Chris Richmond MCPara reflects on the recent paramedic mental health and wellbeing stakeholder collaboration day
After a number of years of plotting it finally happened; the College of Paramedics got the right people in the room to discuss how we can support the mental health and wellbeing of the profession.
This collaboration event took place on 17th July at the Royal College of Psychiatrists in London, not only a very apt venue given the nature of what was being discussed, but also we are very grateful to the president of the RCPsychs for her sponsorship of the event and providing the venue. Attendees included members of the Paramedic Mental Health and Wellbeing Steering Group and other delegates from all corners of the country, including representatives from NHS England, NHS Employers and the HCPC.
We were delighted to welcome Suzanne Rastrick, Chief Allied Health Professions Officer, who chaired the afternoon workshop; this was important as Suzanne is an individual who can help facilitate and implement what was discussed. The matter of workforce mental health is a key priority for Suzanne and it forms part of a commitment that was signed up to by the NHS England Board as part of AHPs into Action (www.england.nhs.uk/ahp/ahps-into-action/).
The day was interactive throughout with engaged discussion on important topics, prompted by informative presentations. This started with Professor Richard Williams who showed us that we are not alone on this journey, and my take home was that, if we want to improve outcomes, we need to improve processes and systems.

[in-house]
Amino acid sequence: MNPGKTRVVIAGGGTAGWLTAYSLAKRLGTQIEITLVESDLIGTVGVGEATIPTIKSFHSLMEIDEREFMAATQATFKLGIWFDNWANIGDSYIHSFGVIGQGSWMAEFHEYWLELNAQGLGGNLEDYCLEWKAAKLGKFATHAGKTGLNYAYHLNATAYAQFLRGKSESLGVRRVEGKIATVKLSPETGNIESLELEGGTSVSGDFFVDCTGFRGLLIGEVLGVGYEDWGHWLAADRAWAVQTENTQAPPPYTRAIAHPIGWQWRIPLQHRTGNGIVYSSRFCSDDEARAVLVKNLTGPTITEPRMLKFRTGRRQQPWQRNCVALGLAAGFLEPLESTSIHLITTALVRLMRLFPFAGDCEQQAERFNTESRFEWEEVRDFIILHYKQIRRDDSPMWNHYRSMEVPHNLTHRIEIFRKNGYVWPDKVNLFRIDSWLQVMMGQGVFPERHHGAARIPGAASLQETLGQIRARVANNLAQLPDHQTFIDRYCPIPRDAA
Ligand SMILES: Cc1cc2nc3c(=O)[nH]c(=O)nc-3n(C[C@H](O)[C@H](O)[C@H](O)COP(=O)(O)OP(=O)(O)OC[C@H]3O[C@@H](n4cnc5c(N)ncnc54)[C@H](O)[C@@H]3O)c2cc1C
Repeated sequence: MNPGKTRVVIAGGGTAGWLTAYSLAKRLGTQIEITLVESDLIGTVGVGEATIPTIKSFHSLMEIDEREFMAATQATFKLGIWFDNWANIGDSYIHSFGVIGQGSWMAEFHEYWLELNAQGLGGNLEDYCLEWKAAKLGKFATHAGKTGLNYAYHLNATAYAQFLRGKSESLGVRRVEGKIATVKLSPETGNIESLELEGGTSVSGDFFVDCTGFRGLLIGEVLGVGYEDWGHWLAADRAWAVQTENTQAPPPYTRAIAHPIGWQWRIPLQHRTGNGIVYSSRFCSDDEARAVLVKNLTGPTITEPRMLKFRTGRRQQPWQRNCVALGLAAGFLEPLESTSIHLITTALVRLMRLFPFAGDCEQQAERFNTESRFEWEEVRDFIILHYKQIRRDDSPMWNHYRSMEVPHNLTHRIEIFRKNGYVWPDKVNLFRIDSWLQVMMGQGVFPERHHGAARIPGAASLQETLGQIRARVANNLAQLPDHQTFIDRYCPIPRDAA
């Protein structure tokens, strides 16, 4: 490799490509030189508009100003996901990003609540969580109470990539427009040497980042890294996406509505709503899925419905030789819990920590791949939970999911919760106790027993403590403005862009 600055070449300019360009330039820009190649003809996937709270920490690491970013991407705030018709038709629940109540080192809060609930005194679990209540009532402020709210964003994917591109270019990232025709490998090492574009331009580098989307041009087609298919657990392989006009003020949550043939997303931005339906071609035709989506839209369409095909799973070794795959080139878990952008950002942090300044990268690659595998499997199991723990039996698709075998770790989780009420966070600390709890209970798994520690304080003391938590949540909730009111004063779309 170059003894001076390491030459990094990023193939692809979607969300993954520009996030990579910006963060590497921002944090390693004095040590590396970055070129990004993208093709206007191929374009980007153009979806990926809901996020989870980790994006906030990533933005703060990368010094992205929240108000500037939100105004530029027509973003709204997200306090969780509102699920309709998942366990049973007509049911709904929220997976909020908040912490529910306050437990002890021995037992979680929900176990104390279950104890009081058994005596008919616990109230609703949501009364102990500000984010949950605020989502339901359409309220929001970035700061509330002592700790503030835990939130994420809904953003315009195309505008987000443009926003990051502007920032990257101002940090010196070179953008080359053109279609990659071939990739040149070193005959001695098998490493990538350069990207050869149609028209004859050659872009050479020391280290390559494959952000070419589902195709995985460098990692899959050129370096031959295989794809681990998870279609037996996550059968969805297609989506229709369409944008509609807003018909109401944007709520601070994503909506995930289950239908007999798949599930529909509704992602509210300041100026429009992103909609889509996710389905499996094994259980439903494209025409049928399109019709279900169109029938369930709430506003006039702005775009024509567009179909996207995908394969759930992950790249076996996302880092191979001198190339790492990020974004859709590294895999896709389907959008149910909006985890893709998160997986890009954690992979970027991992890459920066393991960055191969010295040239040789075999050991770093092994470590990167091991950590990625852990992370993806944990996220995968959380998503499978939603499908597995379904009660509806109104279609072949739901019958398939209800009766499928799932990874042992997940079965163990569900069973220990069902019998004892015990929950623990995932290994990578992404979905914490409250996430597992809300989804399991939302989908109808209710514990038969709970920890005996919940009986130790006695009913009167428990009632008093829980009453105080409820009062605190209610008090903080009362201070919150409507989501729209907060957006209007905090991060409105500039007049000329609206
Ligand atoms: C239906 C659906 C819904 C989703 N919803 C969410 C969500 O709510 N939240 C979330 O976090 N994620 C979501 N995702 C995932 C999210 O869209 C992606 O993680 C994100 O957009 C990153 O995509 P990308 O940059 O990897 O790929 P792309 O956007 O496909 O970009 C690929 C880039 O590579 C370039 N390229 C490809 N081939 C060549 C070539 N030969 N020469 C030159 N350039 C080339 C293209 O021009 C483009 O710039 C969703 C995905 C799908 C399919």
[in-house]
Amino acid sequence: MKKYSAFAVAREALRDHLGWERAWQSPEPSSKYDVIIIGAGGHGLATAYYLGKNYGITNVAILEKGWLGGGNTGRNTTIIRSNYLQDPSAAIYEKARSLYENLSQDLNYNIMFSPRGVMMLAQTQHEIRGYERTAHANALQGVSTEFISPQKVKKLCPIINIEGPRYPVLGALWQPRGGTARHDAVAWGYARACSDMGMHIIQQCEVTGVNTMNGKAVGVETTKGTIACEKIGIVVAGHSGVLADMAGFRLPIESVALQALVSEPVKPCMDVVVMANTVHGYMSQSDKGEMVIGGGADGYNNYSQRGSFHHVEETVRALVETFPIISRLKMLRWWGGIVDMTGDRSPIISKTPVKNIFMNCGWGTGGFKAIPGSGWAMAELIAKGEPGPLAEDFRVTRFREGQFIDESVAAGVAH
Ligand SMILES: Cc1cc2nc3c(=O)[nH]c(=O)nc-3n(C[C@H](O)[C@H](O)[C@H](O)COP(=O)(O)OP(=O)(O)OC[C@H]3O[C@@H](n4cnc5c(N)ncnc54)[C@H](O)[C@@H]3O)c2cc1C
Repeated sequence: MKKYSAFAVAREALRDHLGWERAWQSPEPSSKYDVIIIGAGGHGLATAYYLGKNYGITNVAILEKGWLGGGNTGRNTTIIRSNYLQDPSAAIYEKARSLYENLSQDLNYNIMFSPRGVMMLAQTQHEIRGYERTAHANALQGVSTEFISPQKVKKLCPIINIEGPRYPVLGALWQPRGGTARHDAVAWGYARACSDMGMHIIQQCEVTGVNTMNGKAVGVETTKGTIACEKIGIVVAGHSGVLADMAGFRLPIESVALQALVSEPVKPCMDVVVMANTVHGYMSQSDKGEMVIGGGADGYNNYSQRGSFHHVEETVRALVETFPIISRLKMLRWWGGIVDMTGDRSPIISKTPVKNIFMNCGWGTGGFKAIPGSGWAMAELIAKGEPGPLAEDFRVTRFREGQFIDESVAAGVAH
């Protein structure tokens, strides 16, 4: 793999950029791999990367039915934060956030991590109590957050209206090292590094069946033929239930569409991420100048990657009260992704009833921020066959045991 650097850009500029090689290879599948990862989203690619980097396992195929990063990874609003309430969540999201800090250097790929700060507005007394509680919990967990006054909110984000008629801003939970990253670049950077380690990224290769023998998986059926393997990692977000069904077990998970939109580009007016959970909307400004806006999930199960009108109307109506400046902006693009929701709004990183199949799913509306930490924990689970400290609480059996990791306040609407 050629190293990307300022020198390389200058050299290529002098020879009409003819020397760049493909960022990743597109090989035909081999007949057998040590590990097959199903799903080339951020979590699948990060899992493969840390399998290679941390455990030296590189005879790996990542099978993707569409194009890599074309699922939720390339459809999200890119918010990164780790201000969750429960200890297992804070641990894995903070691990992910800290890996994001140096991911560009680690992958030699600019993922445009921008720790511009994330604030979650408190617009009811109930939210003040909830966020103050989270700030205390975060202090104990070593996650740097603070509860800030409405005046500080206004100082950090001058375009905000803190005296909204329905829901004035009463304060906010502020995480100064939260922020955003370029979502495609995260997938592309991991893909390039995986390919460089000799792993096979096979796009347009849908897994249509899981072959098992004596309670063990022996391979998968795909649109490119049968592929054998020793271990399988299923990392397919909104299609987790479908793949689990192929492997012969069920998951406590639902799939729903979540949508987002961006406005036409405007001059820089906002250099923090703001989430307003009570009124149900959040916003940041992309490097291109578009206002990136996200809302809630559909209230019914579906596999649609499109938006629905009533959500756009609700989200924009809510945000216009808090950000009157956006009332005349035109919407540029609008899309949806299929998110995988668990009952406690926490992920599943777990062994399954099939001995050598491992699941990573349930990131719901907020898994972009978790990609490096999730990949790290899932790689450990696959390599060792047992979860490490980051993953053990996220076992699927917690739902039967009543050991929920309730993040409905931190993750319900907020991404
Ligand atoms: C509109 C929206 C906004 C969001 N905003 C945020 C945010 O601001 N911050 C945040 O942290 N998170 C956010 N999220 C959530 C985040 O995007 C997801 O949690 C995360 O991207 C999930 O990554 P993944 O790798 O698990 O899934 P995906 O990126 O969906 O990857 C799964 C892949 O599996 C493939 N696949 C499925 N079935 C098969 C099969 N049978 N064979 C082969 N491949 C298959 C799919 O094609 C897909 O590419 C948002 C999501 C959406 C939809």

Andrea James, a partner at Knights 1759 who supports paramedics in fitness to practise hearings presented next. I was shocked, but not surprised that most paramedics self-refer to the HCPC, but they are the profession that self-refers the most amongst HCPC registrants. The notion that paramedics are led to believe that this will “give them credit” with the HCPC was explored, and it was noted that in many cases, self-referral or indeed referral at all may not be appropriate before the outcome of an employer investigative process. This led to some strong discussion and a clear commitment from Suzanne Rastrick that this was something that she was looking to resolve nationally. Certainly, some food for thought and for me, a realisation that this was much bigger than we first thought.
Other presentations from the Association of Ambulance Chief Executives (AACE), the paramedic suicide research project, The Ambulance Service Charity and Mind Blue Light programme certainly showed us how we can improve things, and also highlighted what is being done already. This was followed by a presentation from recently retired, former Chief Superintendent Paul Hurley who led the investigations into the copycat suicides in South Wales, highlighting the work that he has done to develop a bespoke course for Police colleagues. Again, this showed the true extent of the effect on the wider emergency workforce.
The conclusion for the day was roundtable discussions. The table that I facilitated made some good points around what we can do better in the future. Our outputs showed that to make change we need to start with the HEIs to ensure that students are given the skills to cope, we need to address the workforce gaps and the culture in Ambulance Services as all these contribute to the pressures that operational ambulance paramedics and call centre staff feel.
The final message from Suzanne was that we must deliver on this, and she will hold the system to account to ensure this. Watch this space, good things might be about to happen.